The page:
I’m not a music critic. I don’t intend to be. So many of them don’t know what they’re talking about, yet provide assessments with purported authority.
Now, I’m also not a music ‘writer’ because that invites stereotypes as well, some deluded artsy-wordsmith with a chip on his shoulder, like Lester Bangs perceived to be shrouding his jealousy of a rocker’s stardom (itself, perceived to be undeserved,) aspiring to “play live-typewriter” on stage and bask equally in glorifying guitarists.
I’m not a columnist either, hopefully not, because they, sometimes, can seem like they know the answer to the question posed in their essays’ intro: What role does music writing play in 2013? What’s the point? You tell me.
Music Writing is a treacherous exchange: you—accepting the word of supposedly savvy scribes. The power of shaping musical taste corrupts absolutely. Away from the page, though, scribes are deluded into believing their winding-of-THE-WORD is equal in artistic value to the “piece” or artiste they are dissecting.
Music writing, particularly in our blog-age, smacks of legalized libel, eloquently lobbing potshots at pop stars. But now we’re in a world where there are no pop stars, at least not like an Elvis, Madonna or even a Cobain. We follow our own culture gods, there are so many separate sects of musical worship – you could be into eastern-euro psyche-rock revivalism while another listener enjoys afrobeat-hybrids of techno-rap from Japan – the computer – twitter – the new chaos of listenership – has torn all worship-systems asunder.
And why waste my time following 2013’s ostensible national “pop” stars when I’m already contentedly pleased by and deeply devoted to LOCAL groups of musicians; so many around here are regularly reinventing all the tired ideas we’d had, heretofore of what’s possible in the forms of “pop” or “rock-and-roll” music. You can find the national “pop” stars, on your own.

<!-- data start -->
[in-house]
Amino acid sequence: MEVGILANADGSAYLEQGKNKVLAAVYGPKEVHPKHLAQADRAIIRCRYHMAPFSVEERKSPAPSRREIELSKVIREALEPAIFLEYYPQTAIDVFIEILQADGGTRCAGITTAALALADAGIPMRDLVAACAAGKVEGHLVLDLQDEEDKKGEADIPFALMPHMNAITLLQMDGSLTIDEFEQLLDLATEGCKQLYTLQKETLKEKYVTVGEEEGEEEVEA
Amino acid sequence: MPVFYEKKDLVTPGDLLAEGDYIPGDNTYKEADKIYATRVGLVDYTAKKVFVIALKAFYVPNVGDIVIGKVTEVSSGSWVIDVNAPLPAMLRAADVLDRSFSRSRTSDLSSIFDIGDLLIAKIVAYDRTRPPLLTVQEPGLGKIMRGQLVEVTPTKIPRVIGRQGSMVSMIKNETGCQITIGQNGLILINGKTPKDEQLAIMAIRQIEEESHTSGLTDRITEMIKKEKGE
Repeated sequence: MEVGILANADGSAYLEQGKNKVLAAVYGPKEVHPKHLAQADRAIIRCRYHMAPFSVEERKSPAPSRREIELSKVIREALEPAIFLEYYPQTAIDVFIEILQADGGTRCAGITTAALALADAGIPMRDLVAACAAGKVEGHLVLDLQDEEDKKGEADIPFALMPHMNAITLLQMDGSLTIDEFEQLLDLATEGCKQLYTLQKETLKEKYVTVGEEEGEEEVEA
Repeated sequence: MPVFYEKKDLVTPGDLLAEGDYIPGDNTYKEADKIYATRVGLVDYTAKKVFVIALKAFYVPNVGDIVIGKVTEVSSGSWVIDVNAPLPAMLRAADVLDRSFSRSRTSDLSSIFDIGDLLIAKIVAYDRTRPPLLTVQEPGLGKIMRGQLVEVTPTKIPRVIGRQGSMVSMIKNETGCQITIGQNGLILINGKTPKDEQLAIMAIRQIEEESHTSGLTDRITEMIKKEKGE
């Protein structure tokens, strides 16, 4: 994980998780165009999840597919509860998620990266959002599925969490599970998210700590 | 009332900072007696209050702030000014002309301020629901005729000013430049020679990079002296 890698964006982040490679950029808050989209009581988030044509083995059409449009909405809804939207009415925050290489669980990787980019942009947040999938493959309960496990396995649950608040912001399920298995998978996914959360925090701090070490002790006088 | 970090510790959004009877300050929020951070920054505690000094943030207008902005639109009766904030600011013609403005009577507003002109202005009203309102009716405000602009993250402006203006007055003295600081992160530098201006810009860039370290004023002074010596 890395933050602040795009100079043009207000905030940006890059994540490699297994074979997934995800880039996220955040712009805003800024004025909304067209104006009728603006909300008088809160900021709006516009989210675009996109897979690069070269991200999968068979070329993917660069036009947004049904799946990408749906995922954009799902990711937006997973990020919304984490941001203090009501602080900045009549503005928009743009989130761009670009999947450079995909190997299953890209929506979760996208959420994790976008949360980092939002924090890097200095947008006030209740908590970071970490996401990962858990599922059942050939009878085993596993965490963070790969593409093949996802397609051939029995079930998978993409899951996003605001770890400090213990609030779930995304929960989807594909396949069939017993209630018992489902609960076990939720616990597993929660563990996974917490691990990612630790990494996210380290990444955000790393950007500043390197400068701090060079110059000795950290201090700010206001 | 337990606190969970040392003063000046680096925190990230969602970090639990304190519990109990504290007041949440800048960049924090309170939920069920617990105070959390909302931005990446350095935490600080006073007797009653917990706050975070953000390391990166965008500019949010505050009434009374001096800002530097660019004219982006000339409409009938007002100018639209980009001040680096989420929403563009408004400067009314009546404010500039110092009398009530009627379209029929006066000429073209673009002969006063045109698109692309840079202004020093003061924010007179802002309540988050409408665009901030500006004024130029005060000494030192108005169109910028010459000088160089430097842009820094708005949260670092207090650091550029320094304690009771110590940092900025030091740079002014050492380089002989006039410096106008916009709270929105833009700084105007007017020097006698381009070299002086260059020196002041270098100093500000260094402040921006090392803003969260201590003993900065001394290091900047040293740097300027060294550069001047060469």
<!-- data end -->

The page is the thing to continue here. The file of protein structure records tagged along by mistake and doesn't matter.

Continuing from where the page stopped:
In modern listenership, your own Influences or your current-fav’s define the personal niche you’ve fallen into via online realms, i.e. social networks or streaming services. At least, it seems so… Remember, I’m not a “columnist” contending to have an “answer,” but now, with this share-happy generation, the listener does not come to the music critic, but we come to them…via re-tweets, or mobile-“recommends” …
But music writing, however remarkable or useful, is shared…now. And the authority, then, is vested in your friends. Your friend digitally approved of this on the internet, maybe, then, you should check it out too and subsequently consider the art, the band, the album that’s being written about.
But if not from me, you’re streaming all the stuff you already know you want to hear anyway, so who are we to tell you what is good?…Spotify, RDIO, Rhapsody… Youtube-it, man. Rip it. Leak it. Hear it. You already found it, who needs a music writer?
So, I still don’t have an “answer.” I do know that too much of this “treacherous” enterprise of writing about music has become superficial. Useless lists, fleeting features of transient bands… It’s tricky as ever to keep up these days. So, be wary, then, that ……what we’re writing matters!
Be wary as we worship this fickle fad known as Rock. And remember that there are Disinformants among us! Like, say, Ypsi’s wiry, indie, post-hardcore warblers The Disinformants – who release their debut EP March 22nd at Woodruffs. They’ll be joined by contemporaries in the experimental rock format regularly reeling through our local scene, like Congress, Nice Hooves and Detroit’s Golden Torso.